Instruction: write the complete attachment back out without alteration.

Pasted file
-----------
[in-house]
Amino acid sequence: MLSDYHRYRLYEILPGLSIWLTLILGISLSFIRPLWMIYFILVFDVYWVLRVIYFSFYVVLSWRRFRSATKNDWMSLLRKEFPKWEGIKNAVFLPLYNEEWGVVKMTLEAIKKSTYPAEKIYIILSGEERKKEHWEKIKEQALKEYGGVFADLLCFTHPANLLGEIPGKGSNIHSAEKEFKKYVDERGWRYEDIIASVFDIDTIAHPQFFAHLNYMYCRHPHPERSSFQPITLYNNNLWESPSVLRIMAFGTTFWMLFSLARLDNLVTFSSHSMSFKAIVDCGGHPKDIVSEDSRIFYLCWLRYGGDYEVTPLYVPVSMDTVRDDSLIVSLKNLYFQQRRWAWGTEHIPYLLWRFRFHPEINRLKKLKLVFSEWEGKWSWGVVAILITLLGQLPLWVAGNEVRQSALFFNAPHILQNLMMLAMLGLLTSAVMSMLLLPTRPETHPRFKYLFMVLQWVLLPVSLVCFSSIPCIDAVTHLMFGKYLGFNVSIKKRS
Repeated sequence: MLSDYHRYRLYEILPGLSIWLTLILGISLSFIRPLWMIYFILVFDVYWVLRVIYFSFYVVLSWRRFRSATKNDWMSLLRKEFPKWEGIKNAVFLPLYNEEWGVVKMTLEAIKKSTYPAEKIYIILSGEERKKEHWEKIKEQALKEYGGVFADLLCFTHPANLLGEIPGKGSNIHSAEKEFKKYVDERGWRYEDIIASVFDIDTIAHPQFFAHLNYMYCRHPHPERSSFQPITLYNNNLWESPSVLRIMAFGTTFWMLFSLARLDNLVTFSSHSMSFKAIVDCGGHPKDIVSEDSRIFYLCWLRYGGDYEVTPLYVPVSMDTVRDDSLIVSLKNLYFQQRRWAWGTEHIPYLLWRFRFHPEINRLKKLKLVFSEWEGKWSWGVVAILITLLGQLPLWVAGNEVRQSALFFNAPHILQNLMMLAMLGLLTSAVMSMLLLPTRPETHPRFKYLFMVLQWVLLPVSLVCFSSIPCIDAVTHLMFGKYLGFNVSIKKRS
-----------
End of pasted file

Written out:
[in-house]
Amino acid sequence: MLSDYHRYRLYEILPGLSIWLTLILGISLSFIRPLWMIYFILVFDVYWVLRVIYFSFYVVLSWRRFRSATKNDWMSLLRKEFPKWEGIKNAVFLPLYNEEWGVVKMTLEAIKKSTYPAEKIYIILSGEERKKEHWEKIKEQALKEYGGVFADLLCFTHPANLLGEIPGKGSNIHSAEKEFKKYVDERGWRYEDIIASVFDIDTIAHPQFFAHLNYMYCRHPHPERSSFQPITLYNNNLWESPSVLRIMAFGTTFWMLFSLARLDNLVTFSSHSMSFKAIVDCGGHPKDIVSEDSRIFYLCWLRYGGDYEVTPLYVPVSMDTVRDDSLIVSLKNLYFQQRRWAWGTEHIPYLLWRFRFHPEINRLKKLKLVFSEWEGKWSWGVVAILITLLGQLPLWVAGNEVRQSALFFNAPHILQNLMMLAMLGLLTSAVMSMLLLPTRPETHPRFKYLFMVLQWVLLPVSLVCFSSIPCIDAVTHLMFGKYLGFNVSIKKRS
Repeated sequence: MLSDYHRYRLYEILPGLSIWLTLILGISLSFIRPLWMIYFILVFDVYWVLRVIYFSFYVVLSWRRFRSATKNDWMSLLRKEFPKWEGIKNAVFLPLYNEEWGVVKMTLEAIKKSTYPAEKIYIILSGEERKKEHWEKIKEQALKEYGGVFADLLCFTHPANLLGEIPGKGSNIHSAEKEFKKYVDERGWRYEDIIASVFDIDTIAHPQFFAHLNYMYCRHPHPERSSFQPITLYNNNLWESPSVLRIMAFGTTFWMLFSLARLDNLVTFSSHSMSFKAIVDCGGHPKDIVSEDSRIFYLCWLRYGGDYEVTPLYVPVSMDTVRDDSLIVSLKNLYFQQRRWAWGTEHIPYLLWRFRFHPEINRLKKLKLVFSEWEGKWSWGVVAILITLLGQLPLWVAGNEVRQSALFFNAPHILQNLMMLAMLGLLTSAVMSMLLLPTRPETHPRFKYLFMVLQWVLLPVSLVCFSSIPCIDAVTHLMFGKYLGFNVSIKKRS